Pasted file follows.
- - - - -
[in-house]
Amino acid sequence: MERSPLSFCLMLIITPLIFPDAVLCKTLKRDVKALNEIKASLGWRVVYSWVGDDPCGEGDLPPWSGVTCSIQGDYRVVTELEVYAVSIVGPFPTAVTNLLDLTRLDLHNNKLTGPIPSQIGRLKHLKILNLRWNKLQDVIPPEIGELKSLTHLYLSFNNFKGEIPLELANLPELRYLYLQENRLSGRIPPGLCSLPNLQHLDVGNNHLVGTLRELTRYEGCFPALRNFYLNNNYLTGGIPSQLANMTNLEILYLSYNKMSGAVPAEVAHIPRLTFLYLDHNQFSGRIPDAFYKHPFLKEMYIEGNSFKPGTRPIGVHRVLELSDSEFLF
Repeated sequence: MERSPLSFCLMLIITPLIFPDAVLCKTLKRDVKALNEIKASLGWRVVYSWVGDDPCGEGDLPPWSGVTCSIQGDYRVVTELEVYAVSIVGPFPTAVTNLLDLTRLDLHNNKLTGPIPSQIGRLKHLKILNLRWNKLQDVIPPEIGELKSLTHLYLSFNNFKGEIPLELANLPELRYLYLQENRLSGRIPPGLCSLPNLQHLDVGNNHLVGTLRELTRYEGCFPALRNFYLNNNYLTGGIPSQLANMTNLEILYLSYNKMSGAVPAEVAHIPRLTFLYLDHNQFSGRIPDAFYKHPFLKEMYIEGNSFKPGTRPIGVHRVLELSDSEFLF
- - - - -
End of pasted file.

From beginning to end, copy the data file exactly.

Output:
[in-house]
Amino acid sequence: MERSPLSFCLMLIITPLIFPDAVLCKTLKRDVKALNEIKASLGWRVVYSWVGDDPCGEGDLPPWSGVTCSIQGDYRVVTELEVYAVSIVGPFPTAVTNLLDLTRLDLHNNKLTGPIPSQIGRLKHLKILNLRWNKLQDVIPPEIGELKSLTHLYLSFNNFKGEIPLELANLPELRYLYLQENRLSGRIPPGLCSLPNLQHLDVGNNHLVGTLRELTRYEGCFPALRNFYLNNNYLTGGIPSQLANMTNLEILYLSYNKMSGAVPAEVAHIPRLTFLYLDHNQFSGRIPDAFYKHPFLKEMYIEGNSFKPGTRPIGVHRVLELSDSEFLF
Repeated sequence: MERSPLSFCLMLIITPLIFPDAVLCKTLKRDVKALNEIKASLGWRVVYSWVGDDPCGEGDLPPWSGVTCSIQGDYRVVTELEVYAVSIVGPFPTAVTNLLDLTRLDLHNNKLTGPIPSQIGRLKHLKILNLRWNKLQDVIPPEIGELKSLTHLYLSFNNFKGEIPLELANLPELRYLYLQENRLSGRIPPGLCSLPNLQHLDVGNNHLVGTLRELTRYEGCFPALRNFYLNNNYLTGGIPSQLANMTNLEILYLSYNKMSGAVPAEVAHIPRLTFLYLDHNQFSGRIPDAFYKHPFLKEMYIEGNSFKPGTRPIGVHRVLELSDSEFLF